It’s time to head north. I get emails from non-River friends all the time asking, “When are you going back to the cabin on the lake?” The question is like fingernails on a chalkboard. First of all, it is a cottage not a cabin. Secondly it may look like a lake in the pictures, but it’s not a lake. It’s a river.
Cottage vs. Cabin
But back to cottage vs. cabin. I’ll admit, before my first visit to the island in 1975, I’d probably only used the word cottage when reading about Hansel and Gretel. But here on the river, most residents refer to their structures as cottages, not cabins. What’s the dif? Probably not much. Phrases like “cottage by the sea” and “cabin in the woods,” makes me think that location might be the key. But Internet research shows that cottage is the preferred term for a seasonal dwelling in Ontario, Quebec and northern New York.
This regional term probably developed because the area was settled by people from the British Isles. English, Scotts and Irish call small, rural dwellings cottages. Also, as I discovered while visiting Scotland earlier this year, Anglos love to name their homes. When I collected info for Grenell’s cottage by cottage history last year, I loved learning the history of each cottage name.
The Oldest Cottage Names on Grenell
My first thought was that BAY VIEW might be the oldest cottage name on the island. Built in 1895, Bay View has remained in the same family and retained the same name. But then I remembered OVERLOOK, a small cottage on the north shore set up high from shore. Overlook was built in 1890 and as far as I can tell, even though it has changed hands several times, it has always retained the name of Overlook. But once I checked my cottage-by-cottage history, the oldest names on Grenell are on the channel side of the island in the yacht basin area: GLIMPSES and THE HEIGHTS. The current Glimpses was built in 1915, but it replaced an older cottage that burned in 1911 with the same name. I’m not sure when the original cottage was built but my gut feeling was that it was long before 1890. Also lost that night was The Heights, which was built in 1889. That lot remained empty until1991 when a cottage was built and named The Heights Too. The original cottages are gone, but the names remain.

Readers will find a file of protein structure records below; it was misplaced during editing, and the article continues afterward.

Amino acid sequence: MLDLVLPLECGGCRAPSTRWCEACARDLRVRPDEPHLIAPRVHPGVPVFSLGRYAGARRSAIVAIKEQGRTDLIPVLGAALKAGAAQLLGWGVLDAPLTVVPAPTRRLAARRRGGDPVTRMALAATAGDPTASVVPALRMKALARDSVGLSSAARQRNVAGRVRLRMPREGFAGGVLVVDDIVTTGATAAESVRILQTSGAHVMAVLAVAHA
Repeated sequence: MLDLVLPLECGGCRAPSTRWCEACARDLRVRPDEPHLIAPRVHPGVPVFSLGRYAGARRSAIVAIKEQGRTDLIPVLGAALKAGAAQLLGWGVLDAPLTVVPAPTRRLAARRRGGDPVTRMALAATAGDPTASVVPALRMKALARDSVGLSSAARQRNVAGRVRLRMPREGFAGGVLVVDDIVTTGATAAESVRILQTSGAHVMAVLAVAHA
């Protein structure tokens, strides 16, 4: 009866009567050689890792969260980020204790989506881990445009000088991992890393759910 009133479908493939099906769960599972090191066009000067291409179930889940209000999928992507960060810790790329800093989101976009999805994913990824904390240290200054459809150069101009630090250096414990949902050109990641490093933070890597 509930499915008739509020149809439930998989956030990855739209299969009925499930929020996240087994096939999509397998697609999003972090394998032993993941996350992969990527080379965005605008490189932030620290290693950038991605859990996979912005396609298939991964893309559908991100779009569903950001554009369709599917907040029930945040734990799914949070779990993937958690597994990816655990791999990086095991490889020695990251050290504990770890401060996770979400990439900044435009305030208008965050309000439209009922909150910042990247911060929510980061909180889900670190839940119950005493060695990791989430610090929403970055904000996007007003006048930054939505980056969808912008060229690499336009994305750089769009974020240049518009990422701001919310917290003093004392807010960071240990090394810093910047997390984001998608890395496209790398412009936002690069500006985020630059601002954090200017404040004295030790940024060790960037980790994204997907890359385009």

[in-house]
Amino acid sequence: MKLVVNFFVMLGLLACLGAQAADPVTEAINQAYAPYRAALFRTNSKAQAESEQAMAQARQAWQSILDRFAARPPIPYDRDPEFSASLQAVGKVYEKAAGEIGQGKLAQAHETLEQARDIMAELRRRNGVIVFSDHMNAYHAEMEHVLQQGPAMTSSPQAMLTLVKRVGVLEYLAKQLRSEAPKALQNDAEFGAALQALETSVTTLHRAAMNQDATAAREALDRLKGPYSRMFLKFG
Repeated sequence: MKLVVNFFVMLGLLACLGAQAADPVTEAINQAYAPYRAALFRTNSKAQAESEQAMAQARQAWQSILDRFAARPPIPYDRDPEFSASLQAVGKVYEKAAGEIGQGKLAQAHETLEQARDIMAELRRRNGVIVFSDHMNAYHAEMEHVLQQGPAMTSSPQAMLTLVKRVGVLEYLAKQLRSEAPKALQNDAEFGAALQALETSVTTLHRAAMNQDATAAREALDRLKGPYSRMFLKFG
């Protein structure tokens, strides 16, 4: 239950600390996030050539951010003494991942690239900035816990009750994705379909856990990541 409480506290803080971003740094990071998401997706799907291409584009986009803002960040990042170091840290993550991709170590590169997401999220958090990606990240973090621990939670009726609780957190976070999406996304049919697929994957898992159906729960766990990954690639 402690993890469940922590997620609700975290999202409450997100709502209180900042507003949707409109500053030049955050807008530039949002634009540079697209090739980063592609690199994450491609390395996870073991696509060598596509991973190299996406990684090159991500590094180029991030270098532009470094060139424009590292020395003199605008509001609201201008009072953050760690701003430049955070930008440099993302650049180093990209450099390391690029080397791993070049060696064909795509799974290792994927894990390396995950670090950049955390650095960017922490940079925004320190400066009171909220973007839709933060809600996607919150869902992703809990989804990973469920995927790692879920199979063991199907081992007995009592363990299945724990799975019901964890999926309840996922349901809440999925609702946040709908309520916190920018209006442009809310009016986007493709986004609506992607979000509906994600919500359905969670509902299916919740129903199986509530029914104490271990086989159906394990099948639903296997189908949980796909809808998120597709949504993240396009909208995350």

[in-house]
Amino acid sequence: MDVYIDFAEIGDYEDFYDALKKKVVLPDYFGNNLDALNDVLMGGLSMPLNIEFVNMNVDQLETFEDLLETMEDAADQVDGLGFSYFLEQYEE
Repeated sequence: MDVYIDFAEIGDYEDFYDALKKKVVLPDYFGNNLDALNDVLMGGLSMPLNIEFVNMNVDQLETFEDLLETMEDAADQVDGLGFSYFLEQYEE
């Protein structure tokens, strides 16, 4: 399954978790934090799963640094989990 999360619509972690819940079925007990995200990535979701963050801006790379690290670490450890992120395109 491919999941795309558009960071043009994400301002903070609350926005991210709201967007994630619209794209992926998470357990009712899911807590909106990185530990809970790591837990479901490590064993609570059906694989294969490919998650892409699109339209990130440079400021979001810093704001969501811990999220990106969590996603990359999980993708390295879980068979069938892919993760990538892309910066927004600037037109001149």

Native American Sounding Names
Also in contention for oldest name on the island is OJIBAWAY INN. This cottage was built in 1882 and has remained in the same family. That name has faded a bit and the cottage is more commonly known by another name. (More on that later.) Looking around the river, it seems there was a trend in the late 1800s and early 1900s to name places with Native American sounding names. On Grenell, we had quite a few Native American sounding names: SUSQUEHANA CLUB, OTSEGO CLUB (both former names of Kirmess.) KAMP KALIHITI and WEONAVU, both have a Native American ring to them. Weonavu of course is a clever way of saying, “We Own a View.”
Often families have incorporated their family name into the name of the cottage, such as ROTHHAVEN, WOOD’S WOODS (former name of PATTI’S HAPPY SHACK) or SWEET WEST END…which belongs to the Sweet family. Sometimes, first names are used in naming cottages such as IDA POINT (former name for the Holden Cottage) or BRIGETS HAVEN. The McGill’s cottage bears the name GEM, the initials of the owner. One family named their cottage RA-OL-PAU-WA-SET after the first few letters of their five children. Oddly enough when a different family bought that cottage decades latter they named it HADCHACOL, by combining the first 3 letters of their kids’ names. Usually, personal names are changed almost immediately after the original owner sells…but not always. Sometimes they are morphed into something else. There is no record as to what Seth Widen named the cottage he built, but he put his initials, SW, everywhere. When the Rangers bought the place, they named the cottage SOUTH WIND so the SW initials would make sense. The Atkinsons currently own the cottage and have retained the South Wind name. Another exception is KIRMESS, named by the Kerr family in 1894. The Kerr’s sold the place, it has changed hands three times since then, but has retained the Kirmess name.